Ringing In the New Year!


Every summer I keep a journal.  Sometimes, like last summer, the entries are daily and chock full of details.  Other summers I find myself making entries every several days.  I’ve been keeping a journal since 1987, my eighth year as Director.   As you can imagine, while much is mundane and of little interest, there also is quite a collection of human interest stories – some poignant, some funny – buried in those hundreds of pages.   I recently started taking a look back and I was struck at how far we’ve come and how many lives – campers, parents and staff – with whom we have had the opportunity to share great experiences.

Each summer at camp is unique, first due to the natural course of changing personalities and circumstances, and second, by design.  Mindy and I approach each summer with the challenge of creating something new and exciting while holding on to the traditions and familiarity that makes the Timber Lake experience what it is.  This year is no different and we are designing a collection of new programs and activities that we’re sure campers will love.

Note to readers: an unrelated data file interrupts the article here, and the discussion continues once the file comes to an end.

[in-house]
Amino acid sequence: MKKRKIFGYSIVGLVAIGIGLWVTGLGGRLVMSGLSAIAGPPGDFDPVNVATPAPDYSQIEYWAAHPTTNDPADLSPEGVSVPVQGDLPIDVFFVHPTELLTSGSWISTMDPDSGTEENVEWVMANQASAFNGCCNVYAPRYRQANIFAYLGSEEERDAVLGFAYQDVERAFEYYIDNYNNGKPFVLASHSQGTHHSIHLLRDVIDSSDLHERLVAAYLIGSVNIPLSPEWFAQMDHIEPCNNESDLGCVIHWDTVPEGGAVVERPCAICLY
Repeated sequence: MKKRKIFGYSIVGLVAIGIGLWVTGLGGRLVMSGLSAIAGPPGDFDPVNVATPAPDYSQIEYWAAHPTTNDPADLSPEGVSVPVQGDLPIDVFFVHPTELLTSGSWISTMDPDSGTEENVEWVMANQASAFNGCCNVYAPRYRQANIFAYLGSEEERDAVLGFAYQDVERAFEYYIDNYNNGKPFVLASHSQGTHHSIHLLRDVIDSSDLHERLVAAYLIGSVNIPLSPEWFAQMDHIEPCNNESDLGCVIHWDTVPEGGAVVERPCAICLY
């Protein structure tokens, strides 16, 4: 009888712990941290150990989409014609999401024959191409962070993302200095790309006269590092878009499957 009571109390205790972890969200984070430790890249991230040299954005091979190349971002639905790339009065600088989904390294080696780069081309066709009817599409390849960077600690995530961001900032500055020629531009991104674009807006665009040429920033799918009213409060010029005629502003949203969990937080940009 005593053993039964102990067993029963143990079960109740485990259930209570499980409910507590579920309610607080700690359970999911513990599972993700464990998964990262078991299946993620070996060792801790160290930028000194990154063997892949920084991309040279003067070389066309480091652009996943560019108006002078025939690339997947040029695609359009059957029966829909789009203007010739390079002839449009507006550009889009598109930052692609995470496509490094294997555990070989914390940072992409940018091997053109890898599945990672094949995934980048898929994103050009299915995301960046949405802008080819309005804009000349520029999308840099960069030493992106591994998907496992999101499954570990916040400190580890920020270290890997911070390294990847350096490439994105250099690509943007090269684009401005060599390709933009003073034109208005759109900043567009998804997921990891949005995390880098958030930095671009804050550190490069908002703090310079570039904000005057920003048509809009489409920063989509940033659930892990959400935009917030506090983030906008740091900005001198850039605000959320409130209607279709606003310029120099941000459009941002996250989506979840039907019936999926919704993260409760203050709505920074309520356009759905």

As I write this on a gloomy December Sunday, just days before we head out mid-week on our annual family vacation, I think of our friends and neighbors who have endured the devastation of Hurricane Sandy.  And, like all of us, I mourn for the loss of so many kids and teachers who perished a few days ago, more victims to this country’s epidemic of gun violence.  I think of those kids and their parents and these thoughts, unfortunately, will be coming with me – sad baggage I would much prefer to leave at home.

Camp is a respite from the troubles of our larger world and while we have the power to create a fun, safe, learning environment for our campers and staff, we need to remember that there is so much outside of camp that needs to be done and that can be done to make things better for everyone else.  At camp we do more than just have fun.  We’re teaching values and we’re building character.  Who knows?  Just maybe some of the stuff we’re trying to teach, like a planted seed, may just grow into something.  And, just maybe, one day, many years from now, I’ll open my journal and read about someone who came to camp in 2013, who went on to do something great and solve one of these seemingly intractable problems our larger world now faces.  Not a shabby goal looking forward to the summer of 2013.  Not too shabby at all.

Have a great holiday, a happy New Year and may 2013 be a year when we can say that things actually got better in this world of ours.

Jay Jacobs
December 2012


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